While there is much to learn from the two criminal legal systems, it is important to evaluate their strengths and weaknesses. Ethiopia and France have different approaches to crime and punishment, with distinct advantages and disadvantages.


In Ethiopia, the criminal justice system is heavily focused on retribution and deterrence, as evidenced by its strict punishment policies. However, this approach can come at the expense of rehabilitation efforts; in some cases, minor offenses are met with harsh penalties that fail to address the underlying causes of crime. Additionally, while there have been attempts at reform in recent years, a lack of resources has made it difficult to implement real change in the legal system.


At the other end of the spectrum is France’s system of criminal justice, which emphasizes rehabilitation over retribution. This makes sense given its population’s belief in restorative justice – a concept that promotes repairing relationships between victims and offenders. Additionally, French courts typically opt for lesser punishments instead of incarceration in an effort to rehabilitate offenders rather than punish them.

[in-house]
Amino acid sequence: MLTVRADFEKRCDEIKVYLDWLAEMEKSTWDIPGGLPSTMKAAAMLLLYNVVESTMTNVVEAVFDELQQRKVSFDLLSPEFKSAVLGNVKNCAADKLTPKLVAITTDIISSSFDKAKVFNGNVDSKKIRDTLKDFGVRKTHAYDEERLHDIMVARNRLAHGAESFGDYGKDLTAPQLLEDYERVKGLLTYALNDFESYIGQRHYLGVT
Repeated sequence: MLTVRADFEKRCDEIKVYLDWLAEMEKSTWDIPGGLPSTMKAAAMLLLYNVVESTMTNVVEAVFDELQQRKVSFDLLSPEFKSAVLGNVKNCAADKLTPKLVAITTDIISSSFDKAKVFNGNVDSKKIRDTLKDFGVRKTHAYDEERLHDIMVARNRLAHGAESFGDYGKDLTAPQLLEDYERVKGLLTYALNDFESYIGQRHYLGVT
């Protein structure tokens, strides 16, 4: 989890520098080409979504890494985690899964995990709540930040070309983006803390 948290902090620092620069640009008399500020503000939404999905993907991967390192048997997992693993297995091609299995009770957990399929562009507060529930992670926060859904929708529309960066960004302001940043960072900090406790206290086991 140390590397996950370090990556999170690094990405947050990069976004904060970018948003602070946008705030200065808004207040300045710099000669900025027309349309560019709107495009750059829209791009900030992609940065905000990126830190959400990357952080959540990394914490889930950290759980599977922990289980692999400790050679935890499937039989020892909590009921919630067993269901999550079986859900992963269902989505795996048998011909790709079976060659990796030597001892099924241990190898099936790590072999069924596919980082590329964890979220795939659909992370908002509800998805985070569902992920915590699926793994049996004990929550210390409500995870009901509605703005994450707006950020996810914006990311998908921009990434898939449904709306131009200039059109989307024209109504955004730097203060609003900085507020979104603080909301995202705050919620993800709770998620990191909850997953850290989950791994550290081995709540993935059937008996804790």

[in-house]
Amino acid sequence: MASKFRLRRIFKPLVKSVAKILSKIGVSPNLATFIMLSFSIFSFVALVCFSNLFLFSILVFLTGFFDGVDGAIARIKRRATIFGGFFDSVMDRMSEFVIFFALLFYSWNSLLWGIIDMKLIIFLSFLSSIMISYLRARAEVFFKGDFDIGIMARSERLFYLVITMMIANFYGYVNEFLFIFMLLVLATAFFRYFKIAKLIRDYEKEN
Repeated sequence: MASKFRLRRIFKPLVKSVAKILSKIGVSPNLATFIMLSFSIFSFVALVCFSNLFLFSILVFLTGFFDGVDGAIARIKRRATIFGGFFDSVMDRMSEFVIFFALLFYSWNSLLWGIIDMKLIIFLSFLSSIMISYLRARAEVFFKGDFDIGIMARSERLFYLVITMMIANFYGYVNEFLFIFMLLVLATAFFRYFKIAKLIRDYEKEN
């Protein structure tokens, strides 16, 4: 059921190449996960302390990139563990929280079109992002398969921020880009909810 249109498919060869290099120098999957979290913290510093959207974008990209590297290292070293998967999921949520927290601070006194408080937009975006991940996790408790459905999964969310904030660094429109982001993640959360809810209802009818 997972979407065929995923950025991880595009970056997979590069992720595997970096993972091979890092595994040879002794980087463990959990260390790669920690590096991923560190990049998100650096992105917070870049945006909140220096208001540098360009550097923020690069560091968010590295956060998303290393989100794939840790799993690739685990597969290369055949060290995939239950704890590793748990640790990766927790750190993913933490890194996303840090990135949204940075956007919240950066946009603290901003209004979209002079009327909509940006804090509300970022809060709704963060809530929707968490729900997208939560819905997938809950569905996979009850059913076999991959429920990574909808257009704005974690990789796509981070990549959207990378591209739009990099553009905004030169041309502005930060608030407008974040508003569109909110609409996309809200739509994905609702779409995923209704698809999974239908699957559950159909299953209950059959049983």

However, there are still some shortcomings in France’s approach; for instance, its emphasis on rehabilitation can lead to leniency for repeat offenders or those who commit serious crimes. Additionally, due to its complex laws and bureaucratic structure, justice can be slow-moving and inefficient when dealing with more serious crimes.


In conclusion, it is clear that the criminal justice systems of Ethiopia and France represent two very different approaches to addressing offender accountability and legal restitution. Ethiopia’s criminal justice system is based on the principle of retribution, a system that has been enshrined in the country’s constitution. On the other hand, France has adopted a more progressive approach to criminal justice, relying on the notion of rehabilitation and long-term supervision of offenders. While both countries differ significantly in the way they approach criminal justice, they are both committed to achieving a fairer and more equitable society. Through these two examples, it is clear that justice can be served in many different ways, and that the right approach depends on each country’s unique context and culture.